The key to this success is a reliable business model. In many ways, this stock is built for consistency. It owns incredible assets that provide it with a near-monopoly over its customers. Long-term tailwinds have pushed demand for its exclusive services higher and higher year after year.
Enbridge is known for its reliability, but not necessarily huge and sudden gains. Yet that’s exactly what’s happened in recent weeks. Since late March, shares have exploded higher by 30%. Even after the surge, the dividend yield still stands at 7.3%.
Why the sudden uptick in the stock price? Are shares still a bargain with their juicy dividend payout?
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The story of Enbridge starts with its business model. If you understand that, the rest of the investment thesis falls in line.
The most important thing to know is that the company is the largest pipeline operator in North America. Its size is staggering. It transports 20% of the continent’s crude oil, and a similar share of its natural gas. Pipelines are all about scale, and Enbridge is king.
Why are pipelines such a lucrative business? They’re like owning a major highway with no other roads within hundreds of miles; if traffic wants to cross, they need to go through you.
Fossil fuel producers pump an ongoing stream of supply on a second-by-second basis. This output always needs somewhere to go. Pipelines are the highways of fossil fuels. They’re simply the fastest, cheapest, and safest way to transport crude oil and natural gas. Oftentimes, they’re the only viable method.
The supply of pipelines, meanwhile, is incredibly constrained. They cost millions of dollars per kilometre to construct. Full permitting can take a decade.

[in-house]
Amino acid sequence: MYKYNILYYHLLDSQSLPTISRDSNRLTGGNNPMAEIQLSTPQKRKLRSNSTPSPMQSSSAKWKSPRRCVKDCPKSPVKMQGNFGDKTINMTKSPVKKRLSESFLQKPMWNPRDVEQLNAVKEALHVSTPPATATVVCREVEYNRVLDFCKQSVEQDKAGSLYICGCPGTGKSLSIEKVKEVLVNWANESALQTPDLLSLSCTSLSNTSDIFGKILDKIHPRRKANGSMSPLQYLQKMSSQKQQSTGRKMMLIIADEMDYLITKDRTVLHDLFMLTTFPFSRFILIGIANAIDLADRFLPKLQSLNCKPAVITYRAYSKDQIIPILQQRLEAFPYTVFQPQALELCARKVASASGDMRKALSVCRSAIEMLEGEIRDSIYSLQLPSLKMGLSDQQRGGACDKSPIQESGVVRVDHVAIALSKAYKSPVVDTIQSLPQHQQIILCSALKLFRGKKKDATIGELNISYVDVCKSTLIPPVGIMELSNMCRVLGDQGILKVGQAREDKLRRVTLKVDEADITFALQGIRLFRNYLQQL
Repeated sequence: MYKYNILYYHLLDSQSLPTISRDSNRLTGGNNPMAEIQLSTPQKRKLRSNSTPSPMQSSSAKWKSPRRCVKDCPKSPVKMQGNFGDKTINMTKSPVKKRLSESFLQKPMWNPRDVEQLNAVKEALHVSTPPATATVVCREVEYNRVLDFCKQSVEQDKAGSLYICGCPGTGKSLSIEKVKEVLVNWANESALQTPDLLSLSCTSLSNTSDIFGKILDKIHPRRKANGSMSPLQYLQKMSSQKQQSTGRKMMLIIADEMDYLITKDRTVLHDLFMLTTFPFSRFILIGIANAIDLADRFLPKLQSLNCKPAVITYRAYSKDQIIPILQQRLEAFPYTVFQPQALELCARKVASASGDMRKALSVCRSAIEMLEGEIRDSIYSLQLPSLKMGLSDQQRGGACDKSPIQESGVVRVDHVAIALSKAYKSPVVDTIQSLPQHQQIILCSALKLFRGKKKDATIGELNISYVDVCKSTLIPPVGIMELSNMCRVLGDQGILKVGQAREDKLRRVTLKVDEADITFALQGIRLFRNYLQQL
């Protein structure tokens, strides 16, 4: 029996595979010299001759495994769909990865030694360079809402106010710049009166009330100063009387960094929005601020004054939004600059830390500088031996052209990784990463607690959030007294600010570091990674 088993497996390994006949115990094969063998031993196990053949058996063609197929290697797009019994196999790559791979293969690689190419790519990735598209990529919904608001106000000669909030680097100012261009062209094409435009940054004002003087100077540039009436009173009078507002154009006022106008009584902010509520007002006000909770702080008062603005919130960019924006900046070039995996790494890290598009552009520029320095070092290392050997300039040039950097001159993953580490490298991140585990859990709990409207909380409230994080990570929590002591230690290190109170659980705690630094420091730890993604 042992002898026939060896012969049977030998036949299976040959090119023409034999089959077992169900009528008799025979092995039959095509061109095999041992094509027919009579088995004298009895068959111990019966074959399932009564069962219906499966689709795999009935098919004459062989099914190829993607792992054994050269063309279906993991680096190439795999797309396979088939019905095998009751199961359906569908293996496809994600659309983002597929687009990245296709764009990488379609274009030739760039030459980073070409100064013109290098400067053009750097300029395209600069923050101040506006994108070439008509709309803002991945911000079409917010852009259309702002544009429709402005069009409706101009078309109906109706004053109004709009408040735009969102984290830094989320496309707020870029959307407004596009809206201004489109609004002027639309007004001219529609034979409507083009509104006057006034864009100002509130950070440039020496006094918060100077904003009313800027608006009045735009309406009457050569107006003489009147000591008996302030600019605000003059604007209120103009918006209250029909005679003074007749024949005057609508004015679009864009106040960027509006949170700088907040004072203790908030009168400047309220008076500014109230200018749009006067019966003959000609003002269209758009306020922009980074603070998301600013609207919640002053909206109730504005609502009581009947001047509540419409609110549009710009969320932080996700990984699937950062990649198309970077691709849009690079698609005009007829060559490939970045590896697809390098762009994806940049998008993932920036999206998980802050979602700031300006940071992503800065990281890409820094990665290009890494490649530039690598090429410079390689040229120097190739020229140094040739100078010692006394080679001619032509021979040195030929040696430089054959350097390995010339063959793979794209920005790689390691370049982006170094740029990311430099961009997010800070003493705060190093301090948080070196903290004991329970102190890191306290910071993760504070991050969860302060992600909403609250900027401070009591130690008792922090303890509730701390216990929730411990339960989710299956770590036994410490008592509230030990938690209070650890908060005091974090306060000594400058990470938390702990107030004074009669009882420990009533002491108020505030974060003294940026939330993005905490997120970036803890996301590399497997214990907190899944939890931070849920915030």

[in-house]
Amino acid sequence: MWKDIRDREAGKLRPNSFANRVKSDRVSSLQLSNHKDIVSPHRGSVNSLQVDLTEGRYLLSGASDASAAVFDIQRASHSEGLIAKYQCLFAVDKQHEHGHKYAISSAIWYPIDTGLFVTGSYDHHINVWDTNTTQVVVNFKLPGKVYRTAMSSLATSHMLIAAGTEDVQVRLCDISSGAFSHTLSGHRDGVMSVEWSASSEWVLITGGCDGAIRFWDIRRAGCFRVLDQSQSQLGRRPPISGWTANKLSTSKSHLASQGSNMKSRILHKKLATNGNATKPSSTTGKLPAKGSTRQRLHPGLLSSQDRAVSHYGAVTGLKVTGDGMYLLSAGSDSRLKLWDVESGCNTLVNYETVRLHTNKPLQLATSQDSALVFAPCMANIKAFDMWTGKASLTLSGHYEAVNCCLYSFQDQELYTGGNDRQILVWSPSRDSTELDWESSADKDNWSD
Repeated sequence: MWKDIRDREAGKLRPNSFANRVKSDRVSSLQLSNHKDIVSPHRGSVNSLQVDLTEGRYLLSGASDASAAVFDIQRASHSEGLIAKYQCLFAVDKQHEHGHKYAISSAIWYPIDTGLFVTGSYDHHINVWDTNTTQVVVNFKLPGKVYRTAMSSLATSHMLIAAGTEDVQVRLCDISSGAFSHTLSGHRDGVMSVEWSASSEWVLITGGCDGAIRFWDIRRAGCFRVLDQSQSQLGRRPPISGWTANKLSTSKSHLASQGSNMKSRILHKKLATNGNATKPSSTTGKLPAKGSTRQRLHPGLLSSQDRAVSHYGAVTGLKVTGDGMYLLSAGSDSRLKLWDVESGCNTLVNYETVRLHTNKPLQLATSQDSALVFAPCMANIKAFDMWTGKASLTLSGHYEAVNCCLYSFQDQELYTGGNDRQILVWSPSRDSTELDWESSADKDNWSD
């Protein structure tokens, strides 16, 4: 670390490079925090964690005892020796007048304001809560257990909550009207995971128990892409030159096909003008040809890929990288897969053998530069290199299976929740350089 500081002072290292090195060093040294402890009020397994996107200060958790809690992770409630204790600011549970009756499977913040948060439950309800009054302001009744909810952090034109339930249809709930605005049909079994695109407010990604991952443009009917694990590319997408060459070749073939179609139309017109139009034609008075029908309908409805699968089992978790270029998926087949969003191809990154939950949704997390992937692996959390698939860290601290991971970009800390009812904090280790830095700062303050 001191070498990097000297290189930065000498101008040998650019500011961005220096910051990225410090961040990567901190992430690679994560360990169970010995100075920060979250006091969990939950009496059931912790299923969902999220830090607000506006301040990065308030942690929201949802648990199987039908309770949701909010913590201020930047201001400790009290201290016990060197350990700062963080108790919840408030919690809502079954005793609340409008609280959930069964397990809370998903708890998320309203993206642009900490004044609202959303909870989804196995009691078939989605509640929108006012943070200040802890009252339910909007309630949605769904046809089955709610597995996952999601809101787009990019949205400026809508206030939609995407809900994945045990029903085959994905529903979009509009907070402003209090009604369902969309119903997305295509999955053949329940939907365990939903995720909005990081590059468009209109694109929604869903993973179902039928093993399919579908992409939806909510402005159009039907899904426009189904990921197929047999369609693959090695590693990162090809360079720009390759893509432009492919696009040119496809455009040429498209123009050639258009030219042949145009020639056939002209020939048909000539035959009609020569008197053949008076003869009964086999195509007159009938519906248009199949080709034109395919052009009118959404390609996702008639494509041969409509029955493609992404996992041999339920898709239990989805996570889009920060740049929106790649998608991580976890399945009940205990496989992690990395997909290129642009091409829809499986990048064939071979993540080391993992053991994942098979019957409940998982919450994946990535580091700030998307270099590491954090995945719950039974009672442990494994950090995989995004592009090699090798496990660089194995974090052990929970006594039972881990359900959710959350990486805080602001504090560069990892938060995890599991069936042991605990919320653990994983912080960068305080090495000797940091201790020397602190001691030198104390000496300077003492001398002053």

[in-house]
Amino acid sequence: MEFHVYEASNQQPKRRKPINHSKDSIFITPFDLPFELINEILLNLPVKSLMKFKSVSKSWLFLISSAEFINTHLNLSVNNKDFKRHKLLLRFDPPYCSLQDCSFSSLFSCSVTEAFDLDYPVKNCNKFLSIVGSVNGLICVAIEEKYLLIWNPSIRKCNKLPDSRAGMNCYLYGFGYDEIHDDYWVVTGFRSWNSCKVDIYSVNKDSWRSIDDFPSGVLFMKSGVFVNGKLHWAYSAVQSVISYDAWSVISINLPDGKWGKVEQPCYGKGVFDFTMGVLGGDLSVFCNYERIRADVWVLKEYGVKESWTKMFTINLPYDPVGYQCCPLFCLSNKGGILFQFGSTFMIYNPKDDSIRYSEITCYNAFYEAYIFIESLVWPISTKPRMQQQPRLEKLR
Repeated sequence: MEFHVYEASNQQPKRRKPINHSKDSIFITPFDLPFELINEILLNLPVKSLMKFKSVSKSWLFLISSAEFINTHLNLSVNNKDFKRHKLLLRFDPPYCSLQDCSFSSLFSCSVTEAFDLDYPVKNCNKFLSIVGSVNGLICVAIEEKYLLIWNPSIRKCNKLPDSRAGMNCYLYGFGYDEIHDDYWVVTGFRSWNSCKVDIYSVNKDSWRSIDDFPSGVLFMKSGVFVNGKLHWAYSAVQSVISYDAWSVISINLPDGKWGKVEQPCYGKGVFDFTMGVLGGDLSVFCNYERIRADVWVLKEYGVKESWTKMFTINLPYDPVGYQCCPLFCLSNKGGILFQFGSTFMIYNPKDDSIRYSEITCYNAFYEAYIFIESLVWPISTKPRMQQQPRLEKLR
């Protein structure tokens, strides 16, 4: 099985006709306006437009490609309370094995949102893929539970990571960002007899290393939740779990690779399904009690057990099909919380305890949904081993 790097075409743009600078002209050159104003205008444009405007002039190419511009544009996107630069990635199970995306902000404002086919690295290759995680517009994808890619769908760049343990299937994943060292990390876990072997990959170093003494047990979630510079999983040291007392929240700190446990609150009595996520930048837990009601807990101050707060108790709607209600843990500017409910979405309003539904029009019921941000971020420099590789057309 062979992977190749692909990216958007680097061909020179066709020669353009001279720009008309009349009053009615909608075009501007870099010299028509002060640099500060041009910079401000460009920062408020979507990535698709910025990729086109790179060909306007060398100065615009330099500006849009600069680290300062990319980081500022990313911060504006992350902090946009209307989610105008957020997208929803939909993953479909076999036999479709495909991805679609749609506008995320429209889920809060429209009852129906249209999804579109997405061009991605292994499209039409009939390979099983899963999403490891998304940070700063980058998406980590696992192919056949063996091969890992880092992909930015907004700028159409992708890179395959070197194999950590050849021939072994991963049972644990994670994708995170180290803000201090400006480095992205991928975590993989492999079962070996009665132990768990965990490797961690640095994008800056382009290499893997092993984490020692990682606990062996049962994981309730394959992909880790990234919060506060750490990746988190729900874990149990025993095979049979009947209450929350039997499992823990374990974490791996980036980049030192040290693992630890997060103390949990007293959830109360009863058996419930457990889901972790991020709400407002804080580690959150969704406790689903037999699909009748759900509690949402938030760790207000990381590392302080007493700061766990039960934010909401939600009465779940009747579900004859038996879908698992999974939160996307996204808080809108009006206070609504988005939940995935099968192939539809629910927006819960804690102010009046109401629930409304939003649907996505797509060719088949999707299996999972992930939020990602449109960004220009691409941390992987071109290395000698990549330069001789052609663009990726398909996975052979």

With the biggest existing network in North America, Enbridge benefits from this supply-demand asymmetry. And with more resources than many of its competitors combined, the company is usually first in line for any expansion opportunities.
Put simply, Enbridge owns an irreplaceable asset base with extreme pricing power.
Should you buy Enbridge stock?
Dominant market power has pushed ENB stock higher for decades. Reliable levels of cash flow, meanwhile, supports a dividend that typically exceeds 6%. But why the sudden surge in recent weeks?
As with many stocks, the recent uptrend was a reaction to the coronavirus bear market. Enbridge stock in particular was crushed. Oil prices collapsed from US$60 per barrel to US$20, and while the company is typically insulated from swings in commodity prices, the downturn was so sudden that investors feared that its customer base would go out of business.
Oil markets have since corrected, with prices hovering just below the US$40-per-barrel mark. This rebound should protect Enbridge from any large, near-term impacts, hence the sharp uptick in share price.
But the worst may not be over. Many of Enbridge’s customers require oil prices in excess of US$40 per barrel to turn a profit. These businesses can turn a loss for months at a time, but eventually, they’ll cease production.
Long-term concerns remain, but the impacts won’t be experienced unless oil prices remain depressed through the end of the year. If you’re confident in the future of fossil fuel pricing, ENB looks like a bargain with a 7.3% dividend. If you’re not bullish on a continued rise in commodity prices, however, it’s best to leave this opportunity to others.
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This article represents the opinion of the writer, who may disagree with the “official” recommendation position of a Motley Fool premium service or advisor. We’re Motley! Questioning an investing thesis — even one of our own — helps us all think critically about investing and make decisions that help us become smarter, happier, and richer, so we sometimes publish articles that may not be in line with recommendations, rankings or other content.
The Motley Fool owns shares of and recommends Enbridge. Fool contributor Ryan Vanzo has no position in any stocks mentioned.